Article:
Reportedly inspired by Bon Iver’s recording of For Emma, Forever Ago in a Wisconsin cabin, Butler’s creation of Lee reads initially as the most vividly imagined thing here. In a novel whose points of view alternate from one character to the next, Lee’s chapters sing out the loudest. He’s painfully split between being the decent smalltown guy who wants nothing more than a plot of land to call his own and a good woman and the internationally touring rock star who marries a young Julia Roberts-like movie star on a whim. But even Lee can’t resist the middlebrow gravity of the novel, which pulls every character and event towards the same low hum.
Lee’s friendships with his three childhood friends are each handled more schematically than organically. Besides Henry, there is the troubled one, alcoholic rodeo circuit rider Ronny, and the embittered and permanently jealous big-city showoff Kip. Although they are used to dispense the small scraps of melodrama that keep the novel barely turning over with its low-end rhythms, both are just as much types as the impeccably decent Henry; not to mention Beth, the only female voice here. There are few surprises to be had with any of these guys. When they do come, like the absurd and would-be comic last-act wrinkle that fights too hard by half to introduce some drama to the proceedings, they are more groan-worthy than anything else.
Given the inevitable nostalgic underpinnings of a four-buddies structure like this, Butler doesn’t build much of anything out of it. A big fuss is made early on about vain, insecure Kip moving back to Little Wing from Chicago, where he made a bundle in finance, and having a lavish wedding where the invited paparazzi swarm Lee and cause a rift. A lot is also made of Lee taking care of Ronny’s medical problems and essentially caring for him as an older brother. But none of it throws much sand under the wheels, as Butler uses most of these developments as reasons to sing the praises again of Lee, Henry, and their idyllic town of Little Wing.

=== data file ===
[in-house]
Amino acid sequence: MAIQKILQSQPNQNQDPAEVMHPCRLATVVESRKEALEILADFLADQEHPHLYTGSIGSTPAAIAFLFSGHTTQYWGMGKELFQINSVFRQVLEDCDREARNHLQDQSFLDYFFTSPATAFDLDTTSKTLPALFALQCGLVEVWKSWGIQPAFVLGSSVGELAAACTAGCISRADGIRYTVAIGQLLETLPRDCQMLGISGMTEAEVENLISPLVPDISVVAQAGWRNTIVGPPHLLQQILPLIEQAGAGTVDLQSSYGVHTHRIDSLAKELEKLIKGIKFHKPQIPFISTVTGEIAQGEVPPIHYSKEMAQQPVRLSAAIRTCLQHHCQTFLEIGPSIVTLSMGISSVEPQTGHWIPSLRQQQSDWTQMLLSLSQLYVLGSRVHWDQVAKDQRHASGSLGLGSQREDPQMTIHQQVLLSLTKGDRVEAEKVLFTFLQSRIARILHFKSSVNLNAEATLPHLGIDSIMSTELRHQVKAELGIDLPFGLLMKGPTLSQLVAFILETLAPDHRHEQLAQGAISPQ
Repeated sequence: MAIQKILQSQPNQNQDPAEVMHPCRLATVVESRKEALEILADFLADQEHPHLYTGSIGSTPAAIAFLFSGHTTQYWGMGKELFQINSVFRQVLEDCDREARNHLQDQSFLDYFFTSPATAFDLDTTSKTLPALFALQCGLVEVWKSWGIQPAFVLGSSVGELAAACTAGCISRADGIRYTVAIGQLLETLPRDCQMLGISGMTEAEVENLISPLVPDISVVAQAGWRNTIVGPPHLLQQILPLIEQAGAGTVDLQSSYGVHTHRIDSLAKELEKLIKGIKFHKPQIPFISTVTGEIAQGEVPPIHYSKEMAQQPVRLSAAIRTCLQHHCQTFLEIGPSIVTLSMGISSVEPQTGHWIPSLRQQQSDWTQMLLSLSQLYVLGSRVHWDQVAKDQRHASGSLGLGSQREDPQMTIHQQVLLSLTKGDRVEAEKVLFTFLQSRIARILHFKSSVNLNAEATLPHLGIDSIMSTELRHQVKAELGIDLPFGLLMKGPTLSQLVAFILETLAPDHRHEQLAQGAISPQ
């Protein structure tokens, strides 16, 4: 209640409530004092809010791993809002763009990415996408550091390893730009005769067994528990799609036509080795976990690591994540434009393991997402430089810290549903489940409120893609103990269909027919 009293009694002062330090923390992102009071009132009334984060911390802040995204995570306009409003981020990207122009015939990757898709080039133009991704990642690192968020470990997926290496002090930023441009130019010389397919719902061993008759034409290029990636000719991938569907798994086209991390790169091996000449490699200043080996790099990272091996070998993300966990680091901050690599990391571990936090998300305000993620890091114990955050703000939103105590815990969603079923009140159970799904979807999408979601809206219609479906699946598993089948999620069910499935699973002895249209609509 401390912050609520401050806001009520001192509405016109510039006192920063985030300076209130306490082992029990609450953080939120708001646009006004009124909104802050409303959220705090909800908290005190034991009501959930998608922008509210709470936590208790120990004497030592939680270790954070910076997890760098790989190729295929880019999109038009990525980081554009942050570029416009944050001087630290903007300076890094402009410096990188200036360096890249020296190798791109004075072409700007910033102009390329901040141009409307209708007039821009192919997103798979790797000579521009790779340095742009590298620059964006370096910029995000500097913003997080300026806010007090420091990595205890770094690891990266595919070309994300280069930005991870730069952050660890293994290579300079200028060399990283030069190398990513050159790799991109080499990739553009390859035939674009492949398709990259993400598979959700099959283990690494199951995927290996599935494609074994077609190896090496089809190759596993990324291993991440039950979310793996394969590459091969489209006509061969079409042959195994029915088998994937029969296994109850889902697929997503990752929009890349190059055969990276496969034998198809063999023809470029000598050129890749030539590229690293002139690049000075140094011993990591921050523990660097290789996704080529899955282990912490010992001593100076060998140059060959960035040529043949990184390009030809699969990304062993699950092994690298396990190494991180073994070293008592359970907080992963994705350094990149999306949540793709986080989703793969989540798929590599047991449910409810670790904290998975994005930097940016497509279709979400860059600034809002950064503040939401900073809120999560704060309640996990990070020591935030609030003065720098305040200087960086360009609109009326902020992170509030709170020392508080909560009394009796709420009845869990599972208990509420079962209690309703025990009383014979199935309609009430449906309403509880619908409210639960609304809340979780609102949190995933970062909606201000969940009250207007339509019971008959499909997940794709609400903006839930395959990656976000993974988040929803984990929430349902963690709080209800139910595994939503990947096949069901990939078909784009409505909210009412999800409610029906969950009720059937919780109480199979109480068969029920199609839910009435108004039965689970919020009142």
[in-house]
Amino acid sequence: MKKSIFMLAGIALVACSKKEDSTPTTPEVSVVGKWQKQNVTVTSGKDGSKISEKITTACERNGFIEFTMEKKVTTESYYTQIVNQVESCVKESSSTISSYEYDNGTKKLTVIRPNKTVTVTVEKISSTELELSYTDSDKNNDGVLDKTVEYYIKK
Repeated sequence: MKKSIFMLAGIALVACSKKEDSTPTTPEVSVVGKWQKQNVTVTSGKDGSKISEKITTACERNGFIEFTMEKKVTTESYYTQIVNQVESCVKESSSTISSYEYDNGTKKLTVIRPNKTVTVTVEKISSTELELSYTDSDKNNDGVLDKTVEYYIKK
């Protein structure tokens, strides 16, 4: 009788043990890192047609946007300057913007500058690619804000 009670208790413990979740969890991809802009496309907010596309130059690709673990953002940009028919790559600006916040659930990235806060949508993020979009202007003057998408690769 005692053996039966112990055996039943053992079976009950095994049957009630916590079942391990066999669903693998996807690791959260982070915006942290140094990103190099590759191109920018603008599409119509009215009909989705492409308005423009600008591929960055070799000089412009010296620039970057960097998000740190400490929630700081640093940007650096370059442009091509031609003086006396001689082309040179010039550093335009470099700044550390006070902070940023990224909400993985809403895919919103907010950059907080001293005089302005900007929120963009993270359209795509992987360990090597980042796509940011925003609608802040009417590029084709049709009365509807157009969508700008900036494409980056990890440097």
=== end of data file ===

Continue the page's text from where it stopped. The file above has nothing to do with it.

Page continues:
While some of Butler’s characters have more to say than others—when she’s given more time to expand in the latter sections, Beth brings a more honest perspective to the male characters’ more unexamined lives—they mostly live in a similar glow of small-town decency that can’t help but feel forced. Again and again, we hear about the glories of Little Wing, the harsh beauty of its winters, and the humble goodness of its volk. It’s a town so rendered in amber that there are only the slightest nods to the town’s economic woes, and certainly nothing about crime or the strain between locally-owned and chain businesses (in other words, there’s no room for Walmarts or McDonalds in this portrait).
Butler is, of course, under no obligations to create a three-dimensional portrait here, no more than say Spike Lee was obligated to include the drug trade in a similarly idealized view on that one block of Bed-Stuy in Do the Right Thing. But when the song varies so little from one chorus to the next, as gleaming and occasionally heart-tugging as it might be, any variety or texture to the background would come as a relief.
"Deep at the existentialist heart of this story there's a solemn treatise on the socially inequitable struggles between the worlds of the child and the adult.READ the article